Browsing by Author "Blignaut, Marguerite"
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- ItemAtaxia telangiectasia mutated protein kinase : a potential master puppeteer of oxidative stress-induced metabolic recycling(Hindawi, 2021) Blignaut, Marguerite; Harries, Sarah; Lochner, Amanda; Huisamen, BarbaraENGLISH ABSTRACT: Ataxia Telangiectasia Mutated protein kinase (ATM) has recently come to the fore as a regulatory protein fulfilling many roles in the fine balancing act of metabolic homeostasis. Best known for its role as a transducer of DNA damage repair, the activity of ATM in the cytosol is enjoying increasing attention, where it plays a central role in general cellular recycling (macroautophagy) as well as the targeted clearance (selective autophagy) of damaged mitochondria and peroxisomes in response to oxidative stress, independently of the DNA damage response. The importance of ATM activation by oxidative stress has also recently been highlighted in the clearance of protein aggregates, where the expression of a functional ATM construct that cannot be activated by oxidative stress resulted in widespread accumulation of protein aggregates. This review will discuss the role of ATM in general autophagy, mitophagy, and pexophagy as well as aggrephagy and crosstalk between oxidative stress as an activator of ATM and its potential role as a master regulator of these processes.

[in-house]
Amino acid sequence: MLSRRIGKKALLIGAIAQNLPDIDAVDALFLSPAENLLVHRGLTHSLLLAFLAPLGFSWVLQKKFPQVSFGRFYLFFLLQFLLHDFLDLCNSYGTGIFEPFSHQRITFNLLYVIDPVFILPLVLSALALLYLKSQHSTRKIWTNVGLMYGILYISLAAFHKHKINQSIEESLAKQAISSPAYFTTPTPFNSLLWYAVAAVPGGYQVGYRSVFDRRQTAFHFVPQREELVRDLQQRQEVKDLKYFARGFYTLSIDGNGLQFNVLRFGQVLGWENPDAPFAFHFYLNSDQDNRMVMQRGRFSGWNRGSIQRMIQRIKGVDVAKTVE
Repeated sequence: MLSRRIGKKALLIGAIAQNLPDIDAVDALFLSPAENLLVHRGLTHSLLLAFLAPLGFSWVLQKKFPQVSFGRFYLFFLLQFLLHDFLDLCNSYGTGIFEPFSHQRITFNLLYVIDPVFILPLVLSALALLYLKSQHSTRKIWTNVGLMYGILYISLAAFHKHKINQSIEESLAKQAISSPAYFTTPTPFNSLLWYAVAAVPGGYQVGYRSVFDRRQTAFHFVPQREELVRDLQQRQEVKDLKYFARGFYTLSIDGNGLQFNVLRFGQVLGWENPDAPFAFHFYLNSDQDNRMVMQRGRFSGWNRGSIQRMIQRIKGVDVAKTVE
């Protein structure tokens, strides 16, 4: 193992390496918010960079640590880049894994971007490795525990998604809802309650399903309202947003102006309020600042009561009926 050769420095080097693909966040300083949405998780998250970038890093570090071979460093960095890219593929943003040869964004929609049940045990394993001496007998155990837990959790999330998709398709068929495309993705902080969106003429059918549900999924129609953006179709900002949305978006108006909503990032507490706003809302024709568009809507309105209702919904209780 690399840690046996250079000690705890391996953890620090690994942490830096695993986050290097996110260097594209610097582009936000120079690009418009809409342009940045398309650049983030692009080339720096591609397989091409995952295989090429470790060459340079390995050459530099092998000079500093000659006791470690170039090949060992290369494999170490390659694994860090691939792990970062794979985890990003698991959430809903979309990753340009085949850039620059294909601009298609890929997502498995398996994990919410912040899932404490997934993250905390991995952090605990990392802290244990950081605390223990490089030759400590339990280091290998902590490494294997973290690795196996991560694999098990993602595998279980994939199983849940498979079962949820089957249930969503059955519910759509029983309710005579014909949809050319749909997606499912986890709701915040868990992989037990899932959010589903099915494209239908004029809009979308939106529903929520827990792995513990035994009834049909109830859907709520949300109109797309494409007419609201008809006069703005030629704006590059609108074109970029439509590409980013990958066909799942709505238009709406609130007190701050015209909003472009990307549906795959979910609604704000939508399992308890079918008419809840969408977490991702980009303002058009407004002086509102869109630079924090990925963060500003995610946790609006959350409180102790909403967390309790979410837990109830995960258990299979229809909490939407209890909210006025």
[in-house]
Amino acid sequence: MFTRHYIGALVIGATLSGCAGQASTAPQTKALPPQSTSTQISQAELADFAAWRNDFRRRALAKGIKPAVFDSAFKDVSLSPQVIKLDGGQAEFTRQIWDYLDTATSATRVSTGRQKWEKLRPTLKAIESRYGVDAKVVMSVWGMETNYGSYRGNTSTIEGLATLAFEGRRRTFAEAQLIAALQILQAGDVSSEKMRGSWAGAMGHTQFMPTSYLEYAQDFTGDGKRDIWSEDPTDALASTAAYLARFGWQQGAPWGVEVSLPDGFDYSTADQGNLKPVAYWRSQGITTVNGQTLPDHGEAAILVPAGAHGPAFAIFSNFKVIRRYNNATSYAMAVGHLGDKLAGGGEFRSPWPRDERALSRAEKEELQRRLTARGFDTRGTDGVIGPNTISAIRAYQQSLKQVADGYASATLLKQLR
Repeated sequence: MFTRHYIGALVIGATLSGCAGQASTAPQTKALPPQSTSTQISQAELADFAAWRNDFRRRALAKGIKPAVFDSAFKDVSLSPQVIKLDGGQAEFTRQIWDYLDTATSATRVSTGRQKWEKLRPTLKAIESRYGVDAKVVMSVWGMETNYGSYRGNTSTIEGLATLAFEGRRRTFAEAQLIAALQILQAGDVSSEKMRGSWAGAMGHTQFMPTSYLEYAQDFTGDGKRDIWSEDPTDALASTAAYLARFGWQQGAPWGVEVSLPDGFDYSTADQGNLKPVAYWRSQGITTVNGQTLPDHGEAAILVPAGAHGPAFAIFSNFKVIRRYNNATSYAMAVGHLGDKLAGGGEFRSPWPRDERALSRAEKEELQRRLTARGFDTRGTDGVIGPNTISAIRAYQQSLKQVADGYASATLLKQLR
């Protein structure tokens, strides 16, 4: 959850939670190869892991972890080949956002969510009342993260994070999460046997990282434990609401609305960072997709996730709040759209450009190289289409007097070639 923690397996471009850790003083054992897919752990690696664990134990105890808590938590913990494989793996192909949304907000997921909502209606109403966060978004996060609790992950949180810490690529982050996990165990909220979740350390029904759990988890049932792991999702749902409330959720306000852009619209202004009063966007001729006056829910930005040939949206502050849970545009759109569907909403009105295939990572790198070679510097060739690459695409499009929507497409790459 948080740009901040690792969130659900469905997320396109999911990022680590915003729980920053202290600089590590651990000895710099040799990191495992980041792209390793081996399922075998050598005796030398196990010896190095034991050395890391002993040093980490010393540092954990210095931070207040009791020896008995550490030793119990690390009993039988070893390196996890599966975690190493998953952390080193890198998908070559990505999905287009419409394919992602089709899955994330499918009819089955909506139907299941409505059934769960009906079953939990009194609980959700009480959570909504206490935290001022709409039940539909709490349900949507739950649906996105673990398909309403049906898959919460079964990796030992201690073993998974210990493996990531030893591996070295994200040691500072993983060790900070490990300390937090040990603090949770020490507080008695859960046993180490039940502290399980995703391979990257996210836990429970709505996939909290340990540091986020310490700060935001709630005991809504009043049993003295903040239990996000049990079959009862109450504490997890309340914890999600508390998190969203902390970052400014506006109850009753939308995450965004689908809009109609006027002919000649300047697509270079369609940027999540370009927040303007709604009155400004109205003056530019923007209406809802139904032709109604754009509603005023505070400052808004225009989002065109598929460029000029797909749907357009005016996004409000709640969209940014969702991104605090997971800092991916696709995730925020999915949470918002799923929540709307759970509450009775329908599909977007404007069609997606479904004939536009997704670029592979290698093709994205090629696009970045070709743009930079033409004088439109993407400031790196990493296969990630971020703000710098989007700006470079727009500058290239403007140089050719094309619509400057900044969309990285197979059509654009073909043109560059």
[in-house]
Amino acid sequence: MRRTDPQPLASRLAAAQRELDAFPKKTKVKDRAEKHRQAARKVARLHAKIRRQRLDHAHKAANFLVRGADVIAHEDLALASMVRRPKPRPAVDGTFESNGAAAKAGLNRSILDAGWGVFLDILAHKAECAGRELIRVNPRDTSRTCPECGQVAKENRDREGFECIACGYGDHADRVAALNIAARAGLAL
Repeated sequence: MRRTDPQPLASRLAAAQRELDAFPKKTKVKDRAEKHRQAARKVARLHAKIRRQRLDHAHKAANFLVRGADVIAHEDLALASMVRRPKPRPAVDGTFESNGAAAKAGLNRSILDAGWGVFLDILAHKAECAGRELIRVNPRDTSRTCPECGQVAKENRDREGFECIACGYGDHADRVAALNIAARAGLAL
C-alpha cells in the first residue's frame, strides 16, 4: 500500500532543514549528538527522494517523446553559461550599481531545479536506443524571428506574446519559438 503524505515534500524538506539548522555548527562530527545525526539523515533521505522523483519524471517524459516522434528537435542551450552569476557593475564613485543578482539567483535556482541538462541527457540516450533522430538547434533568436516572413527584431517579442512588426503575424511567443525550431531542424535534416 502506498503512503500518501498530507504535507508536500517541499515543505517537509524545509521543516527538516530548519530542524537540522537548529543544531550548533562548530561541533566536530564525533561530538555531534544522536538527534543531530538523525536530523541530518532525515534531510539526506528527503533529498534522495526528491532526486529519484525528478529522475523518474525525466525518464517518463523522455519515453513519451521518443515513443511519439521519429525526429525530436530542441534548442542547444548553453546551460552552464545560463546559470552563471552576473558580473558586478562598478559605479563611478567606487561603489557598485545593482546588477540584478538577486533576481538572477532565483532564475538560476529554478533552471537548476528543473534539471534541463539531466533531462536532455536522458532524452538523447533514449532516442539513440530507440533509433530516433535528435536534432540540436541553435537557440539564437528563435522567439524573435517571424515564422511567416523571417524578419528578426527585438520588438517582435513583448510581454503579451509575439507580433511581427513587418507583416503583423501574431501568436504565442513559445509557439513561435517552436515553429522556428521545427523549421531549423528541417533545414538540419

- ItemAtaxia-Telangiectasia Mutated is located in cardiac mitochondria and impacts oxidative phosphorylation(Springer Nature, 2019) Blignaut, Marguerite; Loos, Ben; Botchway, Stanley W.; Parker, Anthony W.; Huisamen, BarbaraThe absence of Ataxia-Telangiectasia mutated protein kinase (ATM) is associated with neurological, metabolic and cardiovascular defects. The protein has been associated with mitochondria and its absence results in mitochondrial dysfunction. Furthermore, it can be activated in the cytosol by mitochondrial oxidative stress and mediates a cellular anti-oxidant response through the pentose phosphate pathway (PPP). However, the precise location and function of ATM within mitochondria and its role in oxidative phosphorylation is still unknown. We show that ATM is found endogenously within cardiac myocyte mitochondria under normoxic conditions and is consistently associated with the inner mitochondrial membrane. Acute ex vivo inhibition of ATM protein kinase significantly decreased mitochondrial electron transfer chain complex I-mediated oxidative phosphorylation rate but did not decrease coupling efficiency or oxygen consumption rate during β-oxidation. Chemical inhibition of ATM in rat cardiomyoblast cells (H9c2) significantly decreased the excited-state autofluorescence lifetime of enzyme-bound reduced NADH and its phosphorylated form, NADPH (NAD(P)H; 2.77 ± 0.26 ns compared to 2.57 ± 0.14 ns in KU60019-treated cells). This suggests an interaction between ATM and the electron transfer chain in the mitochondria, and hence may have an important role in oxidative phosphorylation in terminally differentiated cells such as cardiomyocytes.